Using a website as a key marketing tool has many core benefits…
Some are quite obvious, but others you may not have considered.
A quality website, when used properly, will:
- Make your business stand out from the competition.
- Make you easy to find online (or offline via good contact information).
- Provide client satisfaction.
- Shorten sales cycles/increase sales.
- Reduce office administration.
- Provide a focal point for marketing activities.
- Filter undesirable inquiries.
- Allow you to learn about your clients’ needs.
We’ll look at each of these separately below.
1. Make your business stand out from the competition
In the previous lesson, we looked at how a website should represent your business positively and professionally in order to attract and serve your clients and prospects. If you take note of those three factors – and The Golden Rules that you’ll find in the next lesson – you will have a website which is (most probably) head and shoulders above your nearest competition. With more people doing their shopping or sales research online, a website presented positively and professionally will attract far more interest to your business than your competitor.
2. Make you easy to find online
Generally people don’t use physical phone books anymore. They look to online directories or search using keywords for the services they need. A well-designed website that takes advantage of Search Engine Optimization (SEO) principles will ensure your business is found quickly and easily.
3. Provide client satisfaction
Providing an easily navigable website with good quality and useful content means that clients (and potential clients) will be able to get their questions answered when your phones are off. They don’t have to rely on you to get the core information they need in order to decide whether you are or are not, on their list of potential providers. By being helpful in this way, you are already setting yourself up as a business that cares about its clients’ experience.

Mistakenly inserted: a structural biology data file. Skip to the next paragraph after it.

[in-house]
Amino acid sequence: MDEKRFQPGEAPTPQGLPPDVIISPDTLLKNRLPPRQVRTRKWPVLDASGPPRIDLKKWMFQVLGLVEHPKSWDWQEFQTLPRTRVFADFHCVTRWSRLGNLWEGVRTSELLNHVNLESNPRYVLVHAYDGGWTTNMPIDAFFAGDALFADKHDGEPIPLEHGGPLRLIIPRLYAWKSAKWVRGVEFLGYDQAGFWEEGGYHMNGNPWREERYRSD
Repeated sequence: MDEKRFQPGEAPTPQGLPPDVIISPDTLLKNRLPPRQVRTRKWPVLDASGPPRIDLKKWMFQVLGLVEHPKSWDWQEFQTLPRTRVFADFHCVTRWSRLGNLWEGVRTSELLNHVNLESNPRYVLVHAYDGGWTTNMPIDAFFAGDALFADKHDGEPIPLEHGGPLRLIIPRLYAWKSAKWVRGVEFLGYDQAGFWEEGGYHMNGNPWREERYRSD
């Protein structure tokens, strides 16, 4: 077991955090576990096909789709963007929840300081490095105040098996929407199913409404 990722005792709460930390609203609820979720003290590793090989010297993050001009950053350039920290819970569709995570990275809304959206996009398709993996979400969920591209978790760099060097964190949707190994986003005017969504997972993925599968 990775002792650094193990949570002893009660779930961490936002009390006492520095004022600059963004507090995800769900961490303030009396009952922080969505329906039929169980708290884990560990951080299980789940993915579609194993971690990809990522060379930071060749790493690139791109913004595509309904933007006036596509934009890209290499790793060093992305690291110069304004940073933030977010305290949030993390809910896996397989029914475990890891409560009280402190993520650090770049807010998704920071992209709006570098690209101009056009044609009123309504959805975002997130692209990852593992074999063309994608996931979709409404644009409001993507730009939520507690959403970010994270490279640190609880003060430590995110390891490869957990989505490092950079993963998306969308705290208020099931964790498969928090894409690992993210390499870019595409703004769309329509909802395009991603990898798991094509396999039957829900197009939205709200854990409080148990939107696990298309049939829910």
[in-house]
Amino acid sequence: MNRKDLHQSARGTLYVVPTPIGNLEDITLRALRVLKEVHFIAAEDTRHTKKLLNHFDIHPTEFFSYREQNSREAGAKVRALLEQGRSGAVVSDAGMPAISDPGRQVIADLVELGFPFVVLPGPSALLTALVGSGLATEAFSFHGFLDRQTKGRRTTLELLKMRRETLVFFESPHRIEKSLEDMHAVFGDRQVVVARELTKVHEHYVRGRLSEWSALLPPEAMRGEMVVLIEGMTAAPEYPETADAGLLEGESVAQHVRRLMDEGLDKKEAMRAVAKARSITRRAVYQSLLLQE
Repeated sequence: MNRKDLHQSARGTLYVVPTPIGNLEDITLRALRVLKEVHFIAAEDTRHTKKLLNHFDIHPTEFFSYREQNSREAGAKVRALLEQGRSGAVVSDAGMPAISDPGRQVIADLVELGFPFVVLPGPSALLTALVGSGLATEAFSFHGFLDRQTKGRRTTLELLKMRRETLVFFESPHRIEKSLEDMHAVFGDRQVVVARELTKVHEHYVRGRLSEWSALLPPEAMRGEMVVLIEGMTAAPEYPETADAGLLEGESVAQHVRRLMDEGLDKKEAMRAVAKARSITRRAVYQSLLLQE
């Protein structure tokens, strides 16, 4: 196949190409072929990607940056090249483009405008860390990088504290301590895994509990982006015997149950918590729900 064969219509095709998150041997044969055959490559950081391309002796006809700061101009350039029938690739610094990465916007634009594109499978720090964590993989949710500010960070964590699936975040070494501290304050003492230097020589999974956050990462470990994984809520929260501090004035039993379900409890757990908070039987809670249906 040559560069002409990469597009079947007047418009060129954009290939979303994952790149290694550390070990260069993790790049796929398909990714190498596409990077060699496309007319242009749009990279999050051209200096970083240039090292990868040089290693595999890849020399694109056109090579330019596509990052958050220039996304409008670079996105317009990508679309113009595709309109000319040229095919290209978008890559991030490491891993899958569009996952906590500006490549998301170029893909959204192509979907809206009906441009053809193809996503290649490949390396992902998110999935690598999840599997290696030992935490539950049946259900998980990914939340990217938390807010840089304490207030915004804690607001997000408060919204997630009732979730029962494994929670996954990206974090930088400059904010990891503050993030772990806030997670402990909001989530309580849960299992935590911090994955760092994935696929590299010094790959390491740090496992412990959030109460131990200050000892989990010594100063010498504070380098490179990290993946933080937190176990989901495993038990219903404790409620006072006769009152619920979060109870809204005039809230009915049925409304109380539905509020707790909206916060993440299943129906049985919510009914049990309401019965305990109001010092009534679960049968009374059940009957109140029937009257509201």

4. Shorten sales cycles/increase sales
Related to the previous point, a client who already has the majority of their questions answered is more likely to make a sale more quickly. The number of back and forth telephone calls, emails or visits to your store or office will be reduced. Effectively, you are making it easy for them to say Yes.
5. Reduce office administration
A website can support a good many administrative processes potentially freeing up time from an existing staff member by reducing the number of client queries/requests you receive and the time it takes to process them. Some handy website functions to consider are:
- Online ordering.
- Downloadable or fillable forms.
- A Frequently Asked Questions page.
- A pop-up robot or chat box to supply answers to regularly asked questions.
- Great information about your products and services.
- Good contact information including your opening hours, a map to your location, delivery/service area, payment methods accepted, etc.
6. Provide a focal point for marketing activities
A well put together and up-to-date website should always be the main hub of all marketing and advertising efforts. It can direct and support prospects that find the advert or marketing program of interest. It can also “over deliver” on the marketing promise before the prospect or client even approaches a business representative for further support. All of this provides a consistent and effective message to the prospect.
7. Filter undesirable inquiries
Every business has inquiries from prospects that they cannot help. This could be due to them being out of the area the business supports or if they need a product the business doesn’t provide etc. A website can help to filter out unsuitable prospects before they even make the call or turn up on the door step. To ensure the business stays strong to the concepts of providing support and help to the community at large, next steps for those inappropriate contacts can still be provided.
8. Allow you to learn about your clients’ needs
One of the most underused features of a website is its ability to collect data about the users who view it. This could be a returning client, a prospect or simply a way to understand if the website design/content is effective or not. Websites that are designed to collect data via analytics programs do this particularly well as does the practice of adding an inquiry form, or allowing for comments to be added to articles, blogs, pages etc. In the next activity we’ll look at the Golden Rules for creating an effective website.